Xfmea Risk Discovery Analysis Example

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Let’s examine the new Risk Discovery analysis feature in Xfmea through a fictional example. Suppose that a technology company is developing a new complex product. It is a multi-function printer that prints, copies, scans and has several other features, such as scan to e-mail, document management, etc.

System Hierarchy

The figure below shows the system hierarchy, with some subsystems fully expanded down to the component level and others collapsed at the subsystem level.

System FMEA

As a best practice, the team first conducts an FMEA at the top (system) level in order to address any potential problems related to interactions and interfaces. Starting the analysis at lower levels has been proven to be a practice that can lead to omission of interactions between subsystems. In most complex systems, interactions will account for more than 50% of the total failure modes that the system will experience. In such cases, it is essential to start with a top-down approach.

Risk Discovery Analysis

Once the top (system) level FMEA has been completed, the next question that the FMEA team faces is which subsystems and components to focus on. This is where the Risk Discovery feature in Xfmea is used. The team adds a Risk Discovery analysis for each of the main subsystems of the product: the printing system, the copying system, the scanning system and the document management system. Xfmea supports two configurable methods for this type of analysis: a set of yes/no questions (where a yes answer indicates that the assembly/component poses a risk that warrants more detailed analysis) or a set of predefined rating scales (which can be used to calculate an overall rating for each assembly/component).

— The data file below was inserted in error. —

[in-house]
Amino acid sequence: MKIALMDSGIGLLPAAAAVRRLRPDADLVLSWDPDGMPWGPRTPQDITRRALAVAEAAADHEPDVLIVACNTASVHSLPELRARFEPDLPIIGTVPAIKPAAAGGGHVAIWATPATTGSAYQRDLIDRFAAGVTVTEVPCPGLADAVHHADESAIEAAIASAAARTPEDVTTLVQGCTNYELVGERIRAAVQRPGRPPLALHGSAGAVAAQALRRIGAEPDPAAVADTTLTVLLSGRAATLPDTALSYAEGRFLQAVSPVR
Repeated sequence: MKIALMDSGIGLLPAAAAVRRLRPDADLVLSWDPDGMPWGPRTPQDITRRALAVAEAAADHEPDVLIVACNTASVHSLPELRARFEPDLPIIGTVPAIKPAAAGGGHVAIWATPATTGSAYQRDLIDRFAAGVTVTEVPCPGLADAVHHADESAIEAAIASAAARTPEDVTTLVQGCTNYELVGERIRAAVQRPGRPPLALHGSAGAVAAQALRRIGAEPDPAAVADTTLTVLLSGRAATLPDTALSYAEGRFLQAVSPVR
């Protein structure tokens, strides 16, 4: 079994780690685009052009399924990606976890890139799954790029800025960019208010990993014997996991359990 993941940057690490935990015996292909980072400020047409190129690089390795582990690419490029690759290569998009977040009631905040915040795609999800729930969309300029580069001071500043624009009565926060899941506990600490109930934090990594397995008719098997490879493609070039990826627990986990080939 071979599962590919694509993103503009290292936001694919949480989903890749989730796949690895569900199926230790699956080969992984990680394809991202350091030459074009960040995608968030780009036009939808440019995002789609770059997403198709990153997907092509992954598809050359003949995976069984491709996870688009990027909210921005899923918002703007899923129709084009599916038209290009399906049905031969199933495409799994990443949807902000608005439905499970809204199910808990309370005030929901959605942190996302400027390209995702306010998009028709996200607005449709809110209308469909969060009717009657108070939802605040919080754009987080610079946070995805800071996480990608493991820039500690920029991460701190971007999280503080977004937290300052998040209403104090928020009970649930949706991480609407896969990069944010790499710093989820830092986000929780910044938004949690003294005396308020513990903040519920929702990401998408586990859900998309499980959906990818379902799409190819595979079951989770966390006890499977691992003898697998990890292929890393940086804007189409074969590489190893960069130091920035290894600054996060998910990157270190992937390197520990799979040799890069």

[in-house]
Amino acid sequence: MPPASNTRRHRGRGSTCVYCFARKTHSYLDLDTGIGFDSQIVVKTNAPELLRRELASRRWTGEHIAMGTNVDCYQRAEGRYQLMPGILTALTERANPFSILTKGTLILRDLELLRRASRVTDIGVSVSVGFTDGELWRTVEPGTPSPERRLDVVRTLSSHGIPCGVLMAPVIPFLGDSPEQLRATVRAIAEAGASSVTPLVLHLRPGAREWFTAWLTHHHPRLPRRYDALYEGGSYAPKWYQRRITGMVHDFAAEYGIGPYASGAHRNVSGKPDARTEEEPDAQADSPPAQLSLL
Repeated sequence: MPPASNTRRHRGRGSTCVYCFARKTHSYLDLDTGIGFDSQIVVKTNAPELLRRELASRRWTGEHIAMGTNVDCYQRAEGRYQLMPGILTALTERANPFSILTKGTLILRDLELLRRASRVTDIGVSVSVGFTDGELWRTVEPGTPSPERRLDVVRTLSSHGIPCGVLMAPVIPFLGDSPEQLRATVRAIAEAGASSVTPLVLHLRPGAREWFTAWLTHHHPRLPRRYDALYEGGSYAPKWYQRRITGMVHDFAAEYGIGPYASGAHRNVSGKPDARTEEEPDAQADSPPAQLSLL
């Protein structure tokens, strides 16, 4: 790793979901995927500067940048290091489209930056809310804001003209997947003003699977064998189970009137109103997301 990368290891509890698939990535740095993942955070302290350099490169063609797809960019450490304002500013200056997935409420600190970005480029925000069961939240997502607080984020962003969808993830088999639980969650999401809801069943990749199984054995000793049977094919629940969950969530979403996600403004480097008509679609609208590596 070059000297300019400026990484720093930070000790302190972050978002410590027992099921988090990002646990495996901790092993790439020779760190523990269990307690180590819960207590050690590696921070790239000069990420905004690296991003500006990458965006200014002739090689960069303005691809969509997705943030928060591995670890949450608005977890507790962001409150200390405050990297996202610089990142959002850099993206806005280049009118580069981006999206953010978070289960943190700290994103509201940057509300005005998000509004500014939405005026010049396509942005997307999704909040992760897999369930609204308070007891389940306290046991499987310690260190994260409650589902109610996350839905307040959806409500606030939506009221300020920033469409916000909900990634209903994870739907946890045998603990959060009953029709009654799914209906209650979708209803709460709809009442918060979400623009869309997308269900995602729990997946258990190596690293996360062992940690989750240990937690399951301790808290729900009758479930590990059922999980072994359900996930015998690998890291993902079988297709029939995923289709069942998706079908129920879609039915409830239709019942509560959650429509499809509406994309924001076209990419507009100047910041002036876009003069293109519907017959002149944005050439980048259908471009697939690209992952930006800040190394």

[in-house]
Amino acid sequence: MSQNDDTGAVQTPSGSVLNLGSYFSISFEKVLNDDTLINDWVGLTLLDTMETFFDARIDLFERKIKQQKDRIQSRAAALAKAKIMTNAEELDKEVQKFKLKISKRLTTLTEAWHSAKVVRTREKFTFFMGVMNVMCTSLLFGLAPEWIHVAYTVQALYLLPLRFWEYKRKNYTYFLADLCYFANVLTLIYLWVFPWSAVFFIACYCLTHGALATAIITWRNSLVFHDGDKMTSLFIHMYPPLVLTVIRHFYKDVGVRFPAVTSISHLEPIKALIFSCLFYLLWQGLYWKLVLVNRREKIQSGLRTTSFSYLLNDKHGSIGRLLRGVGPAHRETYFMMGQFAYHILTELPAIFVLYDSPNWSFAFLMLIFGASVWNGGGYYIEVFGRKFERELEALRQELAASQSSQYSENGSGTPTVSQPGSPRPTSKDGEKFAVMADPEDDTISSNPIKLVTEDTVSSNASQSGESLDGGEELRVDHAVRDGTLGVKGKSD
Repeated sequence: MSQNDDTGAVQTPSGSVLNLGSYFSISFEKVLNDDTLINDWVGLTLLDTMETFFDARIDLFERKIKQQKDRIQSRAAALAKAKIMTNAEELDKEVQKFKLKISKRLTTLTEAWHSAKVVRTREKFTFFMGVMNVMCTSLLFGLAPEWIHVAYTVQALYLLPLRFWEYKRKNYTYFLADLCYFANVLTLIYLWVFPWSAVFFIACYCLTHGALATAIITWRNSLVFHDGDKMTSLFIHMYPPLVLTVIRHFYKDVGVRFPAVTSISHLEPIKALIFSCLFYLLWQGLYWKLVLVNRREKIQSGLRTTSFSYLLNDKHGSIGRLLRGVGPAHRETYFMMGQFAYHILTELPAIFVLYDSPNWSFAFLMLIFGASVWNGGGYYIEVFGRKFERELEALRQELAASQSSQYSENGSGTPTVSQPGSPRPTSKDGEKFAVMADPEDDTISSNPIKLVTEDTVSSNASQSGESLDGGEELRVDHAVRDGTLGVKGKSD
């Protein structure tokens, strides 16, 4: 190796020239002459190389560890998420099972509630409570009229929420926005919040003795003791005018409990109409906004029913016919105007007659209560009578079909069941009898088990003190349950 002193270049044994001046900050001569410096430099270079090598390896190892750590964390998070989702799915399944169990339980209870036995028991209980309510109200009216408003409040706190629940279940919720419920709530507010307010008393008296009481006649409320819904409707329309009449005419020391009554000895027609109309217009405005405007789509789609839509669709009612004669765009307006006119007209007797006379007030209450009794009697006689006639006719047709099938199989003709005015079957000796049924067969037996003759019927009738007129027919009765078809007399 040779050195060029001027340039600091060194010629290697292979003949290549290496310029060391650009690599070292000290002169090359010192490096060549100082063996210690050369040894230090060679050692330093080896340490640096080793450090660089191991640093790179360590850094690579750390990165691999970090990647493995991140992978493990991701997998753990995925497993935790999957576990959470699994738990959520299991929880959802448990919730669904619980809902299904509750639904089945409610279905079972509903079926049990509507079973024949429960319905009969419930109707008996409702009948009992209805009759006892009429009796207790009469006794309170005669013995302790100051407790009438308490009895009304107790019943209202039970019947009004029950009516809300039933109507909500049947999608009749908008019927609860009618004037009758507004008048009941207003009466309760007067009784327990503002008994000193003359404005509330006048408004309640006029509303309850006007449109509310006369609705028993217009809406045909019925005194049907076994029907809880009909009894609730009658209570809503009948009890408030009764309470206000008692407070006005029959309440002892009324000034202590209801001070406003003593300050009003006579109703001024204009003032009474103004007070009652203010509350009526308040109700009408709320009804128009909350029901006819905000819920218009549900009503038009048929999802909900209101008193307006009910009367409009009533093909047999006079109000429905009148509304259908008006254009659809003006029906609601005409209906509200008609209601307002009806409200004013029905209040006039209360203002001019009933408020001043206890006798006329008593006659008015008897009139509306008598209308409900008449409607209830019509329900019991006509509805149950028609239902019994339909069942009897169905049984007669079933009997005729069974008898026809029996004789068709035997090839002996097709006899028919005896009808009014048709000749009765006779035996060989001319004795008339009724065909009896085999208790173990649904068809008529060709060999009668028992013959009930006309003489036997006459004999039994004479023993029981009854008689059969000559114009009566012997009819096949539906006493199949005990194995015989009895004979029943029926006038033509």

Using Questions

For this example, we will assume that the organization has selected to use the Questions tab with the sample questions that are shipped by default with the software. These questions address the issues that would typically be considered with a change point analysis approach (e.g., new technology, new application, historical problems and supplier capability), together with other relevant issues (e.g., safety, regulatory requirements and mission criticality).

When the team uses the questions to discuss each subsystem, they determine that the assemblies with the highest risk are the printing system followed by the document management system. The copying and scanning systems are highly leveraged from previous designs and as a result they were graded lower in terms of risk. The assemblies that will receive subsystem level FMEAs will be marked by selecting the Mark item for more detailed analysis check box. This will give the team a clear path of where to focus their FMEA efforts first.

The next figure shows the analysis for the printing system. Notice that because the subsystem was marked for more detailed analysis, a red icon appears next to it in the Risk Discovery Analysis column of the System Hierarchy tab. The number 6 next to this icon is the total of questions answered with a "Yes," which provides an indication of the risk associated with this system (higher number = more risk).

Using Ratings

If the rating scales method were used instead, a risk rating scale would be assigned for each factor, as shown in the figure below. In this case, the number 12 next to the red icon is the sum of the selected rating numbers, which also provides an indication of the level of risk.

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